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    A New Era of Power: Deciphering the Four Major Data Challenges in Large-Scale Battery Energy Storage Systems

    Alvis Chen, Moxa

    As the sun sets on coal power, we see the rise of large-scale Battery Energy Storage Systems (BESSs) together with a surge of renewable energy capacity. Bridging a century-long technological divide, industry pioneers are merging innovative battery storage technology with established grid systems. Optimizing grid balance and ensuring smooth operation of storage devices is no small task. So, what’s their secret to ensuring a successful energy transition? The answer is simple: data.

    Across the industry, monitoring and control systems—such as battery management systems (BMS) and energy management systems (EMS)—are becoming as crucial to energy storage as the batteries themselves. Understanding the complex language of system data is the first step in making these systems effective. Specialist knowledge is key to collecting and interpreting the data that powers Operational Technology (OT).

    Although data is a powerful tool, it must be leveraged effectively for reliable operation and growth. Here are four distinct data challenges that BESS must grapple with:

    1. The “Insufficient Data” Dilemma

    BESS is more than just battery storage. Fire suppression systems, air conditioning, and power conservation systems can also fall under this segment. However, these different types of equipment often use differing data communication protocols and interfaces. As a result, getting comprehensive status information from these critical devices can be challenging.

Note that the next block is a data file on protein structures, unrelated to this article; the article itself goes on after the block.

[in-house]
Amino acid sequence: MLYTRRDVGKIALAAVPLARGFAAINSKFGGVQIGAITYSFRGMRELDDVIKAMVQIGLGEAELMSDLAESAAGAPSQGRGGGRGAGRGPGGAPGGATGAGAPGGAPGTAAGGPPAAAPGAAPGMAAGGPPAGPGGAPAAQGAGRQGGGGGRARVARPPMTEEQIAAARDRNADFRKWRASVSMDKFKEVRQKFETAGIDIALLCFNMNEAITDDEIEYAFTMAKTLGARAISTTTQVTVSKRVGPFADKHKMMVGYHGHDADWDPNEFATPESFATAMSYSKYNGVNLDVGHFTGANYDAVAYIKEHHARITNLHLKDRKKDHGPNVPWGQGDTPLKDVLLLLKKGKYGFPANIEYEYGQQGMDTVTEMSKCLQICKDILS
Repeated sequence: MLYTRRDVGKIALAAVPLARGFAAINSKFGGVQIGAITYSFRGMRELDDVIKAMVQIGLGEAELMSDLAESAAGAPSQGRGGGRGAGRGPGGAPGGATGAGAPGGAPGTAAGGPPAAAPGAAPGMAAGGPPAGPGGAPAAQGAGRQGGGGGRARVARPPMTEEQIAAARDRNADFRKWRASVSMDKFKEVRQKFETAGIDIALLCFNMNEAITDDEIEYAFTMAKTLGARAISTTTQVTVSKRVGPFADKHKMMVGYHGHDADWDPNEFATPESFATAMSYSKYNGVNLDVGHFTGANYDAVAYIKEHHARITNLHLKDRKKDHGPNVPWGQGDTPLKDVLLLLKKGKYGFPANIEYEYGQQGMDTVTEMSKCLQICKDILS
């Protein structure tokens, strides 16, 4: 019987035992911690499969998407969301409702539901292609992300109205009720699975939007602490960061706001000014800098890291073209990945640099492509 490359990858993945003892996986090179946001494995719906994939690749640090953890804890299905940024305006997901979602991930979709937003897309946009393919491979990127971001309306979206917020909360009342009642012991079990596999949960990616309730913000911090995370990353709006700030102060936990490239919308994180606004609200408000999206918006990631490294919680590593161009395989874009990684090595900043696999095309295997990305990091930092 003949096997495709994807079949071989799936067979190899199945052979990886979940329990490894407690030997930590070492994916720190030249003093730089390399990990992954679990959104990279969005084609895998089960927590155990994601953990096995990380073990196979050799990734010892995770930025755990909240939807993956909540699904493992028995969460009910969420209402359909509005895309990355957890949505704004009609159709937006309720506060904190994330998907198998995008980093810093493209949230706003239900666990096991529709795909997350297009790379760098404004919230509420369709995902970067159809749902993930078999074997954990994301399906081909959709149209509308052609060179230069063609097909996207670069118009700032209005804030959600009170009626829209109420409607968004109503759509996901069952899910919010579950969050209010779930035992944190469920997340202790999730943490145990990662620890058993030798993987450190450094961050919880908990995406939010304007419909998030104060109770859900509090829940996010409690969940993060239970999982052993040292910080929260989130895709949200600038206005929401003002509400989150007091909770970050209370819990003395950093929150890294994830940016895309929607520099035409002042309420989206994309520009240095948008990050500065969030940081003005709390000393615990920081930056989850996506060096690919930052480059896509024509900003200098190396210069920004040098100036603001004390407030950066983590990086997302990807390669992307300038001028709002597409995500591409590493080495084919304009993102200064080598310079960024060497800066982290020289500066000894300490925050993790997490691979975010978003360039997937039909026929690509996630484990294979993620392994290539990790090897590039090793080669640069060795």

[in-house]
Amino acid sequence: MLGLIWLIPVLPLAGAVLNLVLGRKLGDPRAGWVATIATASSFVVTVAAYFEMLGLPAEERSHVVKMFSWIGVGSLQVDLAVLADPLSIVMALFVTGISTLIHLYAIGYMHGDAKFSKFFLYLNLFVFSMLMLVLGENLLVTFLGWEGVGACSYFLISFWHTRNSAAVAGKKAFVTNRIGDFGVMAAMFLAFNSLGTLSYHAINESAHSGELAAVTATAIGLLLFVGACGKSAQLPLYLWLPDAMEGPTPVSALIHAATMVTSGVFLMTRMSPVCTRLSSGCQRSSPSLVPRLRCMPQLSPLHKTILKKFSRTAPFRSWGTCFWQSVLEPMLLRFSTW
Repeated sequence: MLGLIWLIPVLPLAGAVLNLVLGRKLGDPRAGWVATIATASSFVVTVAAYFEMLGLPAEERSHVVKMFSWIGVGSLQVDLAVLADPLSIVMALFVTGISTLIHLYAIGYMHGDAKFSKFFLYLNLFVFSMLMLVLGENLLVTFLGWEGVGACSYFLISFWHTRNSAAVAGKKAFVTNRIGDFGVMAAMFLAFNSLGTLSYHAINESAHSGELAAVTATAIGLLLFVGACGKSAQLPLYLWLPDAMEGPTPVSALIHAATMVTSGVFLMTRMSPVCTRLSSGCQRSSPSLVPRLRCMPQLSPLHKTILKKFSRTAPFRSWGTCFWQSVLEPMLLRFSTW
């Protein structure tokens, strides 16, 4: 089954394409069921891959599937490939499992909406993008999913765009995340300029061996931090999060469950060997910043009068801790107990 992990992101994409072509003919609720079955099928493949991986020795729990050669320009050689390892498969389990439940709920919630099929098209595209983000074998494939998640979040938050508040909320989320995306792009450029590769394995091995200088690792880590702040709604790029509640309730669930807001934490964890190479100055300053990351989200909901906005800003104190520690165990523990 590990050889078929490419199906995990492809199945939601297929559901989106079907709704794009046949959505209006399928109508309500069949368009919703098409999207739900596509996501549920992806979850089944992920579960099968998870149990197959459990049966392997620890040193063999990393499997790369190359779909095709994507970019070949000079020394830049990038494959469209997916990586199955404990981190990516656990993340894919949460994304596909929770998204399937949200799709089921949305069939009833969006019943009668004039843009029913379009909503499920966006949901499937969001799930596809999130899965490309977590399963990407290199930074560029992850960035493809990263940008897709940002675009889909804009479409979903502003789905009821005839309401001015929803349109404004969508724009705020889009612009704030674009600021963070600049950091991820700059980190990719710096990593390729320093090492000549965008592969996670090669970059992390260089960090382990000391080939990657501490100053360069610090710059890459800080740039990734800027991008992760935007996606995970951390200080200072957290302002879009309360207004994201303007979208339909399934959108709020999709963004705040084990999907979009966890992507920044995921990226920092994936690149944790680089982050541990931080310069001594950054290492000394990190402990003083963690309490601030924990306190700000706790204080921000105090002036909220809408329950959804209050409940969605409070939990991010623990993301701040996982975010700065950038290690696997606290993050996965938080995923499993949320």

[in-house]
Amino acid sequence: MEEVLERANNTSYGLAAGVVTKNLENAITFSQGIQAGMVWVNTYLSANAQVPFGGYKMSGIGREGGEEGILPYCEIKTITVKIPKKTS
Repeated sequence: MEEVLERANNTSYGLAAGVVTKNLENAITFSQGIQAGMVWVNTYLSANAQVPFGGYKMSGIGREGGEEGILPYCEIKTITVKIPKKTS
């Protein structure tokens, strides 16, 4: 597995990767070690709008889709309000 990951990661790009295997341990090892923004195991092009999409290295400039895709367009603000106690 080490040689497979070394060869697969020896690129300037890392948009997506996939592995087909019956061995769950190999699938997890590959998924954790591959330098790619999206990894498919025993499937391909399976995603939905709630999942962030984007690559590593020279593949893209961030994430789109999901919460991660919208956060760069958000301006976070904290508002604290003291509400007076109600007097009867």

1. The “Unusable Data” Puzzle

    A 20/40-foot battery cabinet generates a large amount of data each minute, including temperature readings, voltage levels, and current measurements, among others. Avoiding bandwidth and processing inefficiencies while sorting useful data from noise can be a monumental task.

    1. The “Incomplete Data” Conundrum

    BESS is important for managing grid stability, and there is great demand for real-time regulation and site information. For example, efficient use of stored wind and solar energy requires long-term monitoring and analysis of BESS system data, while grid stability requires real-time automatic frequency control. Both applications require comprehensive, high-speed data transmission, which can be facilitated by long-distance communication and rapid fallback networks.

    1. The “Insecure Data” Quandary

    BESS connects power generation, transmission, and distribution. This interconnectivity can result in a larger attack surface for cyberattacks. To minimize vulnerabilities and protect the power grid, robust security protocols are a must for system suppliers.

    Overcoming these four data challenges is crucial for the reliable operation and growth of BESS. These systems must adapt to the changing energy market to enhance the efficiency, reliability, and security of the energy supply.

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